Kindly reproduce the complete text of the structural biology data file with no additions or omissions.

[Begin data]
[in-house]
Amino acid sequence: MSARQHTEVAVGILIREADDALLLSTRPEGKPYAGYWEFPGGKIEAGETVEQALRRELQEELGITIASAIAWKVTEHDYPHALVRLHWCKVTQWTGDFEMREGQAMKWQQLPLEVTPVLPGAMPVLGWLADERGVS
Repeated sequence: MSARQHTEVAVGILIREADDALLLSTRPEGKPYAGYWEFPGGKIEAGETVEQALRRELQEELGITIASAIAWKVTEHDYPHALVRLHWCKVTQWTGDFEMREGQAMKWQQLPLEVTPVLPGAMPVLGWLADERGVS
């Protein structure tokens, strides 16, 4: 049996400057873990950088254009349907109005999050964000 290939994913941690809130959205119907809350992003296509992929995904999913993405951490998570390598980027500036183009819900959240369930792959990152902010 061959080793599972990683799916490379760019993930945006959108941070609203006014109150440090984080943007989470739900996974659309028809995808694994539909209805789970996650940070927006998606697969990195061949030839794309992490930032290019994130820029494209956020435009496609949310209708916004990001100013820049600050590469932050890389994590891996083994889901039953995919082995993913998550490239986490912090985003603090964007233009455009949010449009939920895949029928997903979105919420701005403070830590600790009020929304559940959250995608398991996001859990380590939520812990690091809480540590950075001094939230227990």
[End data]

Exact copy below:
[in-house]
Amino acid sequence: MSARQHTEVAVGILIREADDALLLSTRPEGKPYAGYWEFPGGKIEAGETVEQALRRELQEELGITIASAIAWKVTEHDYPHALVRLHWCKVTQWTGDFEMREGQAMKWQQLPLEVTPVLPGAMPVLGWLADERGVS
Repeated sequence: MSARQHTEVAVGILIREADDALLLSTRPEGKPYAGYWEFPGGKIEAGETVEQALRRELQEELGITIASAIAWKVTEHDYPHALVRLHWCKVTQWTGDFEMREGQAMKWQQLPLEVTPVLPGAMPVLGWLADERGVS
């Protein structure tokens, strides 16, 4: 049996400057873990950088254009349907109005999050964000 290939994913941690809130959205119907809350992003296509992929995904999913993405951490998570390598980027500036183009819900959240369930792959990152902010 061959080793599972990683799916490379760019993930945006959108941070609203006014109150440090984080943007989470739900996974659309028809995808694994539909209805789970996650940070927006998606697969990195061949030839794309992490930032290019994130820029494209956020435009496609949310209708916004990001100013820049600050590469932050890389994590891996083994889901039953995919082995993913998550490239986490912090985003603090964007233009455009949010449009939920895949029928997903979105919420701005403070830590600790009020929304559940959250995608398991996001859990380590939520812990690091809480540590950075001094939230227990």